Wednesday, April 27, 2005
Yellowbird Goes to the Vet
It's been a slow spring for Yellowbird this year, and it started with a light bulb. One fine day in March, I noticed during preflight inspection that one of her two landing lights was burned out. A quick stop at the FBO provided a replacement, but while changing the bulb, I noticed some exhaust staining on the inside of the lower cowl in the vicinity of the landing light housing. A quick look at the exhaust system showed nothing unusual, but on closer examination, I noticed two small holes at the base of the tailpipe where it joined to the muffler and right at the edge of the cabin heater shroud. They were obviously intentional, but they showed clear signs of exhaust leakage. Even with my limited knowledge of the workings of airplane exhaust systems, I couldn't imagine why there should be holes in the system, particularly inside the engine compartment and so close to the cabin heater.
A few queries to other pilots revealed that the holes were not uncommon, but no one had any ideas why they were there. My mechanic confirmed that the holes could be found on similar exhaust systems, but even he had no idea what they were there for. Everyone agreed that there should be no exhaust gasses coming from anywhere except the end of the tailpipe. I had never smelled exhaust fumes in the cabin, but I wasn't going to take any chances, so an appointment was made for Yellowbird to visit the vet. The timing was good for a few other items to be checked on, including a nagging but minor oil leak, some nicks on the propeller blades, and a loose bracket on the carburetor heat cable. At the appointed time, I dropped her off at the shop and prepared for symptoms of withdrawal.
She was in for a good two weeks, as parts were ordered and installed. Initially, she got her prop dressed, a new governor gasket, and a new carburetor heat cable, but my mechanic was as puzzled as I was about the exhaust. He couldn't see anything wrong with it at first glance, and it didn't help that I had cleaned off the exhaust staining that was the original telltale of the problem. After talking it over and examining similar exhaust systems on a few other planes in the hangar, we decided that something had to be amiss, so a new muffler was ordered as well. That decision was a good one, confirmed when the old muffler was pulled and examined more closely. From the outside, it looked whole, but a flashlight directed inside showed that the welded joint between the tailpipe and the muffler had failed at least a quarter of the way around its circumference. The two holes I had seen were not in the tailpipe itself, but in a reinforcing collar that was welded around the tailpipe/muffler joint. When the joint failed, the exhaust gasses leaked into the space between the collar and the tailpipe, and were vented out through the two holes. My mechanic guessed that the holes were there specifically to reveal any failure of the joint between the tailpipe and muffler.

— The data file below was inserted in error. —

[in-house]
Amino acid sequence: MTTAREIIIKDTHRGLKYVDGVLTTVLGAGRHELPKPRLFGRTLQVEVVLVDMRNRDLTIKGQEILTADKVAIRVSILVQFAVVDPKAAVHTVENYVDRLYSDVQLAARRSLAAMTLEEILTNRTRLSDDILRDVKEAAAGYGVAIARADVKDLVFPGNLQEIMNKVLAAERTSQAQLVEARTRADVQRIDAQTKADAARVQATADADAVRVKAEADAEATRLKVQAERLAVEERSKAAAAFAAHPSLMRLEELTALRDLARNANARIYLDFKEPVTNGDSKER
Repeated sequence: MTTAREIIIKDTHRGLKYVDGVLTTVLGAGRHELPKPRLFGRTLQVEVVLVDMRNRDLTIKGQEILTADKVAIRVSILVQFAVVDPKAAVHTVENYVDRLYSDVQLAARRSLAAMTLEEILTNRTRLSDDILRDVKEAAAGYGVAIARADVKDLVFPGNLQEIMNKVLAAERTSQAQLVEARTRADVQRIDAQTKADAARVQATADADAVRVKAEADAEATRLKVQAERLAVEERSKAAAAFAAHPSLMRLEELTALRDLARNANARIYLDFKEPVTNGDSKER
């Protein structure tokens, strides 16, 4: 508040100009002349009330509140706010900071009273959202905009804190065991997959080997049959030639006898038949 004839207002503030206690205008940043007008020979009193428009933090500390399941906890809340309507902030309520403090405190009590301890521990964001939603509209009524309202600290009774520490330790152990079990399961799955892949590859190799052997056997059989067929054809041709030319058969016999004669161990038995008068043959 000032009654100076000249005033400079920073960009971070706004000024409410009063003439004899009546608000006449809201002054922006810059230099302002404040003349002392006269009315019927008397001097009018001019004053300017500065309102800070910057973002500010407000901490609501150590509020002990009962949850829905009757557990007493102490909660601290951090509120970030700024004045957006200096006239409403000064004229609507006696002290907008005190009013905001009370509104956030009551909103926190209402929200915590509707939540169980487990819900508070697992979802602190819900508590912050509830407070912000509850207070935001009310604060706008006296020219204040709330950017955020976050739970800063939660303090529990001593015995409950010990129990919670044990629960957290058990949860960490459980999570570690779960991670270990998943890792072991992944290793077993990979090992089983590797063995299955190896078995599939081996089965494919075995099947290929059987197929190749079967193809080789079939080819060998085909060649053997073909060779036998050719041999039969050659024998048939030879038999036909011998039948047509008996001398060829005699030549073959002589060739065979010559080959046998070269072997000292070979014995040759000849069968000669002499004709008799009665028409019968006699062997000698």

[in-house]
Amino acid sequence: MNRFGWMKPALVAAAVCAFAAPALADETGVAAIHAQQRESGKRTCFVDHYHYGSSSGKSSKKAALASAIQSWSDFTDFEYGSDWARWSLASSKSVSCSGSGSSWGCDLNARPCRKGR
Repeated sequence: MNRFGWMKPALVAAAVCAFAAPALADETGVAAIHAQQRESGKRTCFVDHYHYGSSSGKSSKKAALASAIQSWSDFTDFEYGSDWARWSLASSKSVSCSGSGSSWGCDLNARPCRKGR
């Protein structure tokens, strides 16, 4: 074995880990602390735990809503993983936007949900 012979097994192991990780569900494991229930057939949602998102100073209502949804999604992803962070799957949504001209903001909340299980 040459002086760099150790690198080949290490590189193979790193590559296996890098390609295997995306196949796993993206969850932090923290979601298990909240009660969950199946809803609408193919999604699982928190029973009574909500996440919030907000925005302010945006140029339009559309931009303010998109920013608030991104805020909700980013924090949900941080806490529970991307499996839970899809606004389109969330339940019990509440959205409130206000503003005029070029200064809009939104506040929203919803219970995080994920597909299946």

With her shiny new exhaust in place, Yellowbird is once again ready for the sky. The old exhaust had lasted for more than thirty years. Let's hope the new one does also.
Addendum: Here's a view of the same joint of the new muffler, showing the reinforcing collar around the base of the tailpipe. This one only has one hole. And after less than an hour in service, it already shows some nice heat discoloration.